This article was published in Australian Dictionary of Biography, Volume 4, (MUP), 1972
Fergusson Wright (Fergus) Hume (1859-1932), novelist, was born on 8 July 1859 in England, the second son of James Hume. The family migrated to New Zealand where the father helped to found Ashburn Hall in Dunedin. Fergus was educated at Otago Boys' High School, continued his literary and legal studies at the University of Otago and was articled to the attorney-general, Robert Stout. Soon after his admission to the Bar in 1885 Hume left for Melbourne where he became managing clerk for the solicitor, E. S. Raphael.
With ambitions as a playwright, Hume decided to write a novel to attract the attention of theatre managers. On the advice of a leading Melbourne bookseller he chose the style of Emile Gaboriau, then popular in translations, and produced The Mystery of a Hansom Cab, a 'crude but ingenious' tale in which he based his descriptions of low life on his knowledge of Little Bourke Street. Melbourne publishers 'refused even to look at the manuscript on the ground that no Colonial could write anything worth reading', so he determined to publish it himself and had 5000 copies printed by Kemp & Boyce in 1886. According to Hume this edition was sold out in three weeks and another was demanded. Some months later he sold his rights to a group of Australian speculators for £50. In London the great success of the Hansom Cab Publishing Co.'s edition in 1887 led to many more printings for which Hume received no further payment. Even his claim to authorship and original publication was publicly disputed, although he wrote a preface to a revised edition in 1896.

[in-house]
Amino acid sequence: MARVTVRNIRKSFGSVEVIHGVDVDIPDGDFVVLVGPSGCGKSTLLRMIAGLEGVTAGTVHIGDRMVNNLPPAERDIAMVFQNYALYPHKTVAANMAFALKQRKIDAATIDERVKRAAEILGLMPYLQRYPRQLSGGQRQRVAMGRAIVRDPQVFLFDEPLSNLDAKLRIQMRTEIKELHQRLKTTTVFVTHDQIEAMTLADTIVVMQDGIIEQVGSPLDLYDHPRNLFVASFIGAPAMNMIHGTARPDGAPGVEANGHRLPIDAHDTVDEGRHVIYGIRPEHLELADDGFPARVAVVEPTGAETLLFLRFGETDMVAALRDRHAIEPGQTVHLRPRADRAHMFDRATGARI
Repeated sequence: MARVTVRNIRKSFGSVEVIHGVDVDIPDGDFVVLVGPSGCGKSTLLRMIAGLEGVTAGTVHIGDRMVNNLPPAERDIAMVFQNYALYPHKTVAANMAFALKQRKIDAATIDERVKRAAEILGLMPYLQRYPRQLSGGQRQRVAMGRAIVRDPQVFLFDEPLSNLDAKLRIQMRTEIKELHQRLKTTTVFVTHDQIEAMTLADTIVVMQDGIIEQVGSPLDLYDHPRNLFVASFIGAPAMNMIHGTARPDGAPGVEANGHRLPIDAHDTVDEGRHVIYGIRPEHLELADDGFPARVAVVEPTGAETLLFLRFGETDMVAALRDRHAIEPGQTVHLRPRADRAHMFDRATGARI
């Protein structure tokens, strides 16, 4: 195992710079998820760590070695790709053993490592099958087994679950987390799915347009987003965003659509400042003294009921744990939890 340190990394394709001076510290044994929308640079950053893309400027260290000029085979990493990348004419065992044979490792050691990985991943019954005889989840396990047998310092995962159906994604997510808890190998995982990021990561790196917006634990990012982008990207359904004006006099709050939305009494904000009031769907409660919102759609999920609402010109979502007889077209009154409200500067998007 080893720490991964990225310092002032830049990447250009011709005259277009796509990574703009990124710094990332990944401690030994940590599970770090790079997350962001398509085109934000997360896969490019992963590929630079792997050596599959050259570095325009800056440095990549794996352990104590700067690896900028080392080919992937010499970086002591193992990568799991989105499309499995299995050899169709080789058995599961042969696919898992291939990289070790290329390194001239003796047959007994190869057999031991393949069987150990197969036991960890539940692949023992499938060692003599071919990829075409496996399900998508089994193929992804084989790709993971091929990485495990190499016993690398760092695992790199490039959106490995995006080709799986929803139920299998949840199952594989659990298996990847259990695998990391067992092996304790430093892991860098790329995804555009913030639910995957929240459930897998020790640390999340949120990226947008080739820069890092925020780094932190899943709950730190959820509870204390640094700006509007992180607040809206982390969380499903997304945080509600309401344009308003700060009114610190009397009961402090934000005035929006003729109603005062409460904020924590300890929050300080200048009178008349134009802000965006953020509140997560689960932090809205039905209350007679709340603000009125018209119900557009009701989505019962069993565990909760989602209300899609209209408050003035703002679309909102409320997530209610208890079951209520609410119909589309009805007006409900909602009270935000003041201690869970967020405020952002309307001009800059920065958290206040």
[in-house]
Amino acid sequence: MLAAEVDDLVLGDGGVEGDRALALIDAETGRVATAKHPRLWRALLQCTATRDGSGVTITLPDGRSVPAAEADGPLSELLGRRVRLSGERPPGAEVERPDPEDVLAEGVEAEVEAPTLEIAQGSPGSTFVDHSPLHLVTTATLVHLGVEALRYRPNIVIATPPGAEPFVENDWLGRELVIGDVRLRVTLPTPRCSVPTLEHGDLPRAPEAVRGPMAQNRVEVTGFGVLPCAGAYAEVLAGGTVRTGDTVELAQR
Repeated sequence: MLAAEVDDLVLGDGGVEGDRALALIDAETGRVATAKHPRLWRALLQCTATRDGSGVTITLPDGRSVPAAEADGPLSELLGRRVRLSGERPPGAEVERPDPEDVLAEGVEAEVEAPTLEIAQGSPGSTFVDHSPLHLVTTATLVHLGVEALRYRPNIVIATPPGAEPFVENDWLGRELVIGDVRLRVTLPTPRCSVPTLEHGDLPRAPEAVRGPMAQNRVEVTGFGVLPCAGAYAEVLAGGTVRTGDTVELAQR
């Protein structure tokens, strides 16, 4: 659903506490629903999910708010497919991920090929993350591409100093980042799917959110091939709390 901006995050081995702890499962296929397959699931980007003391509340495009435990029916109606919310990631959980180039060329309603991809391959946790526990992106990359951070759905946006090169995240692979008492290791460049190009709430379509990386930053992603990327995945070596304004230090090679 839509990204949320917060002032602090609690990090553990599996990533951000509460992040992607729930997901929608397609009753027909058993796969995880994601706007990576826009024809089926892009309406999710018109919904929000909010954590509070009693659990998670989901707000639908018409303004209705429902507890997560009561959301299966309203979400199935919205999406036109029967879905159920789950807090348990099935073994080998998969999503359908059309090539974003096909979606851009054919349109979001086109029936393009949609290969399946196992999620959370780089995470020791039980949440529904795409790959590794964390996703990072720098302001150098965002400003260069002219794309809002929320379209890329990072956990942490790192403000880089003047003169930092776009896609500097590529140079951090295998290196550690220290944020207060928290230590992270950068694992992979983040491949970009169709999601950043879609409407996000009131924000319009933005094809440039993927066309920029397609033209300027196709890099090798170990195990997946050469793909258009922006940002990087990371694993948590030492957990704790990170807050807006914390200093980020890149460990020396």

With the success of this first novel and the publication of another, Professor Brankel's Secret (c.1886), Hume chose a literary career and in 1888 settled in England. There he published some 140 novels, most of them mystery stories set in England, America, Africa or on the Continent which he often visited. Only Madam Midas (1888) and its sequel Miss Mephistopheles (1890) were set in Australia, although fifteen others had colonial associations. His novels had clever plots but no great literary worth and none enjoyed the popularity of The Hansom Cab which played an important part in the growth of escapist literature.
Hume was reputed to be deeply religious and to avoid publicity but in his later years he lectured at young people's clubs and debating societies. He died at Thundersley, Essex, on 12 July 1932.
Pauline M. Kirk, 'Hume, Fergusson Wright (Fergus) (1859–1932)', Australian Dictionary of Biography, National Centre of Biography, Australian National University, http://adb.anu.edu.au/biography/hume-fergusson-wright-fergus-3817/text6053, accessed 7 December 2013.
This article has been amended since its original publication. View Original
This article was first published in hardcopy in Australian Dictionary of Biography, Volume 4, (MUP), 1972